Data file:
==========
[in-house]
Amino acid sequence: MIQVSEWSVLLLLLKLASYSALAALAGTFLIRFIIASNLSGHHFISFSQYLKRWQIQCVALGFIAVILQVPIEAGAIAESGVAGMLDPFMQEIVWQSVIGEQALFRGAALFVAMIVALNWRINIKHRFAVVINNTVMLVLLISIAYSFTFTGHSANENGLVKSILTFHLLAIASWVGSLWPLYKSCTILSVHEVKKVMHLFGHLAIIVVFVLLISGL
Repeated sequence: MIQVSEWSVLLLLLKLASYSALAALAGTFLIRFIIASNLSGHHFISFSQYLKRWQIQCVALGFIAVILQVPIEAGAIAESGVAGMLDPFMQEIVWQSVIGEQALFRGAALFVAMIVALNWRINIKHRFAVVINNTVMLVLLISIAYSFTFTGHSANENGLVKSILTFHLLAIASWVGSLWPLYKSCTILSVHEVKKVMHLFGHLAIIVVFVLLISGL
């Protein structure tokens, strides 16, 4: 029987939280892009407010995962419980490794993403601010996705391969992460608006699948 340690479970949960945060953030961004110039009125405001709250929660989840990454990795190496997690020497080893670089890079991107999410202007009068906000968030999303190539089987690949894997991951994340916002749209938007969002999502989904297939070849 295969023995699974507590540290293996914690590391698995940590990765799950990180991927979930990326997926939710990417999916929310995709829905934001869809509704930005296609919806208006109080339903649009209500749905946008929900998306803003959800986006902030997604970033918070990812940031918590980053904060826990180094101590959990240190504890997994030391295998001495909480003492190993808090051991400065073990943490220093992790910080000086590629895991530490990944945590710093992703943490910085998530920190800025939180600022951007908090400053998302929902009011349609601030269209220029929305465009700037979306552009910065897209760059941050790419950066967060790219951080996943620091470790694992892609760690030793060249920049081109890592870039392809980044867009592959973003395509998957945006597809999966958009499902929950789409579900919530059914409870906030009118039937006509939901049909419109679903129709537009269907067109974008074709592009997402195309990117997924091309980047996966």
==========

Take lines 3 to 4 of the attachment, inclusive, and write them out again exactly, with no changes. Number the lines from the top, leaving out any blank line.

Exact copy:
Repeated sequence: MIQVSEWSVLLLLLKLASYSALAALAGTFLIRFIIASNLSGHHFISFSQYLKRWQIQCVALGFIAVILQVPIEAGAIAESGVAGMLDPFMQEIVWQSVIGEQALFRGAALFVAMIVALNWRINIKHRFAVVINNTVMLVLLISIAYSFTFTGHSANENGLVKSILTFHLLAIASWVGSLWPLYKSCTILSVHEVKKVMHLFGHLAIIVVFVLLISGL
């Protein structure tokens, strides 16, 4: 029987939280892009407010995962419980490794993403601010996705391969992460608006699948 340690479970949960945060953030961004110039009125405001709250929660989840990454990795190496997690020497080893670089890079991107999410202007009068906000968030999303190539089987690949894997991951994340916002749209938007969002999502989904297939070849 295969023995699974507590540290293996914690590391698995940590990765799950990180991927979930990326997926939710990417999916929310995709829905934001869809509704930005296609919806208006109080339903649009209500749905946008929900998306803003959800986006902030997604970033918070990812940031918590980053904060826990180094101590959990240190504890997994030391295998001495909480003492190993808090051991400065073990943490220093992790910080000086590629895991530490990944945590710093992703943490910085998530920190800025939180600022951007908090400053998302929902009011349609601030269209220029929305465009700037979306552009910065897209760059941050790419950066967060790219951080996943620091470790694992892609760690030793060249920049081109890592870039392809980044867009592959973003395509998957945006597809999966958009499902929950789409579900919530059914409870906030009118039937006509939901049909419109679903129709537009269907067109974008074709592009997402195309990117997924091309980047996966």